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Plant J. 2001 May;26(4):409-20.

Constitutive disease resistance requires EDS1 in the Arabidopsis mutants cpr1 and cpr6 and is partially EDS1-dependent in cpr5.

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Developmental, Cell, and Molecular Biology Group, Department of Botany, Box 91000, Duke University, Durham, North Carolina 27708-1000, USA.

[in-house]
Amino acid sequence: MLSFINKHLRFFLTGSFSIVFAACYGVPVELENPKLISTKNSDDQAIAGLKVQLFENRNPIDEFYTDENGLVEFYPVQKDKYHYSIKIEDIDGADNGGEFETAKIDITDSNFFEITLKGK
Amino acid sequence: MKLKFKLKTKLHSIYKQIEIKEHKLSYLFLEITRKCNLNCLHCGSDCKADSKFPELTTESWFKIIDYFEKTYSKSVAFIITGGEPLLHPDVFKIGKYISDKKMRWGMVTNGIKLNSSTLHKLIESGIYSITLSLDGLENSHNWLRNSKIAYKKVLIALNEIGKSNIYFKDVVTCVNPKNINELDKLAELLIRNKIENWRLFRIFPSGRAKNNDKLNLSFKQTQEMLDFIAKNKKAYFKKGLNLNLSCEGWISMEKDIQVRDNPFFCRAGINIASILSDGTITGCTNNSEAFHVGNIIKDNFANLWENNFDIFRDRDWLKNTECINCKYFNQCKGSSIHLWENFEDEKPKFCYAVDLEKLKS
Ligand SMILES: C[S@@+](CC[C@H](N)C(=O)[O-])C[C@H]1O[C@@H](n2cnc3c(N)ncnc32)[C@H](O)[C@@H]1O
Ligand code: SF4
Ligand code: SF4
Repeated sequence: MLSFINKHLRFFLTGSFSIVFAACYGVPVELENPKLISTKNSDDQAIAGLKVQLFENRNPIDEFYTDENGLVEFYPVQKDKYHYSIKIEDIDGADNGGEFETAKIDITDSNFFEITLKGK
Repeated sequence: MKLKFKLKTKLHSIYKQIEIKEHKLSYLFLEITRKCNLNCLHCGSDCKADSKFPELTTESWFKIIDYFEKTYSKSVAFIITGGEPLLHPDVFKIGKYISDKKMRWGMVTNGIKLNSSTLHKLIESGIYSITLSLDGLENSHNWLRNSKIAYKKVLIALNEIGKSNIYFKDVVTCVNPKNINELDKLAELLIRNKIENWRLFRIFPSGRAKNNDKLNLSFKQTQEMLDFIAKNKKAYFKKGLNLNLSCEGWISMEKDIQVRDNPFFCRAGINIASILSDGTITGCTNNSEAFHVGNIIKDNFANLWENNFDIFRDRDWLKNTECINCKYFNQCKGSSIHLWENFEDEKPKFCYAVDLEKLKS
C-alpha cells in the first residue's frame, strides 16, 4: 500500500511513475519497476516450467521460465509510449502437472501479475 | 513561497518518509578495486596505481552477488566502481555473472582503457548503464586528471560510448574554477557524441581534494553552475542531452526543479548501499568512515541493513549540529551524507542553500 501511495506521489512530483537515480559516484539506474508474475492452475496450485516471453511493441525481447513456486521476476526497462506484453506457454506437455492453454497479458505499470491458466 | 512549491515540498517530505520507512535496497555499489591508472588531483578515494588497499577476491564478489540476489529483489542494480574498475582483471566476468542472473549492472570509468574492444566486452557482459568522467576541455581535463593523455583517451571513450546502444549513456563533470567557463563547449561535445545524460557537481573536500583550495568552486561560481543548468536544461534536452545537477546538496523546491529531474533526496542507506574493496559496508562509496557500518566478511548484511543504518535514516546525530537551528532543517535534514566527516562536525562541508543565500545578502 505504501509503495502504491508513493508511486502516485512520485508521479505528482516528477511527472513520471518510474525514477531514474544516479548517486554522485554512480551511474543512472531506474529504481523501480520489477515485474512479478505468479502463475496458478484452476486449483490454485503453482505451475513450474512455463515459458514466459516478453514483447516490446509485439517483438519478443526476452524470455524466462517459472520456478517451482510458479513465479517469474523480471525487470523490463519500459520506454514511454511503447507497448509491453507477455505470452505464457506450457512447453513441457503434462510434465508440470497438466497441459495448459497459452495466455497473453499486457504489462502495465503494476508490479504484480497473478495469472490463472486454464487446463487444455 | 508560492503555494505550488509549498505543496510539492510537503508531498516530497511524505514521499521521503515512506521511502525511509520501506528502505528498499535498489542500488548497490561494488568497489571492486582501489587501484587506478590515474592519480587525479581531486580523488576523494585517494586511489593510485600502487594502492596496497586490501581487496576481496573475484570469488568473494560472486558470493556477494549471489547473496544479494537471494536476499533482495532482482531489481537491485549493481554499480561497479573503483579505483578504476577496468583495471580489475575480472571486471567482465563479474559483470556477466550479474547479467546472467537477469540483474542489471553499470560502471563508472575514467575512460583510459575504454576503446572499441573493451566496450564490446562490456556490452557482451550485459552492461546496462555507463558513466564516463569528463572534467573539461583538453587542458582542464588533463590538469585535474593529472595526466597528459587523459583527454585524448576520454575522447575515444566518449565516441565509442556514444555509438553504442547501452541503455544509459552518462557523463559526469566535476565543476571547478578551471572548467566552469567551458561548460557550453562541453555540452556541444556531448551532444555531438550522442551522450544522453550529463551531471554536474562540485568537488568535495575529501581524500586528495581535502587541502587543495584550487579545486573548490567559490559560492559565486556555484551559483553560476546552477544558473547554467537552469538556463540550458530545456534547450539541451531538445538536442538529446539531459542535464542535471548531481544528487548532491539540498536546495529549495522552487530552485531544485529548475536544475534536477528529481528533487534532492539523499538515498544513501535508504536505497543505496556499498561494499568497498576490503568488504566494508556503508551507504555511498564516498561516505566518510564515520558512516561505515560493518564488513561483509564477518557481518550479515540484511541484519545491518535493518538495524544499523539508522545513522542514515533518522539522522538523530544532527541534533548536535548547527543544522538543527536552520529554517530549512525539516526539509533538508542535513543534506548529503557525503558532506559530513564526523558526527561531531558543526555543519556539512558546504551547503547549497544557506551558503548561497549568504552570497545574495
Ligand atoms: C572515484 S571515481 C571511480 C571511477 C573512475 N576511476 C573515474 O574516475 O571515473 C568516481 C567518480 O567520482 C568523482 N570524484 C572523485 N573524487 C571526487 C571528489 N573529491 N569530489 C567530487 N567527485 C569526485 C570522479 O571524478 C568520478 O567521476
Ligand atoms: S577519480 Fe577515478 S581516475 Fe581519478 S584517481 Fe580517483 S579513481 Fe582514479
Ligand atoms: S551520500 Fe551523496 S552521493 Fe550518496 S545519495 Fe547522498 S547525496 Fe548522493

The systemic acquired resistance (SAR) response in Arabidopsis is characterized by the accumulation of salicylic acid (SA), expression of the pathogenesis-related (PR) genes, and enhanced resistance to virulent bacterial and oomycete pathogens. The cpr (constitutive expressor of PR genes) mutants express all three SAR phenotypes. In addition, cpr5 and cpr6 induce expression of PDF1.2, a defense-related gene associated with activation of the jasmonate/ethylene-mediated resistance pathways. cpr5 also forms spontaneous lesions. In contrast, the eds1 (enhanced disease susceptibility) mutation abolishes race-specific resistance conferred by a major subclass of resistance (R) gene products in response to avirulent pathogens. eds1 plants also exhibit increased susceptibility to virulent pathogens. Epistasis experiments were designed to explore the relationship between the cpr- and EDS1-mediated resistance pathways. We found that a null eds1 mutation suppresses the disease resistance phenotypes of both cpr1 and cpr6. In contrast, eds1 only partially suppresses resistance in cpr5, leading us to conclude that cpr5 expresses both EDS1-dependent and EDS1-independent components of plant disease resistance. Although eds1 does not prevent lesion formation on cpr5 leaves, it alters their appearance and reduces their spread. This phenotypic difference is associated with increased pathogen colonization of cpr5 eds1 plants compared to cpr5. The data allow us to place EDS1 as a necessary downstream component of cpr1- and cpr6-mediated responses, but suggest a more complex relationship between EDS1 and cpr5 in plant defense.

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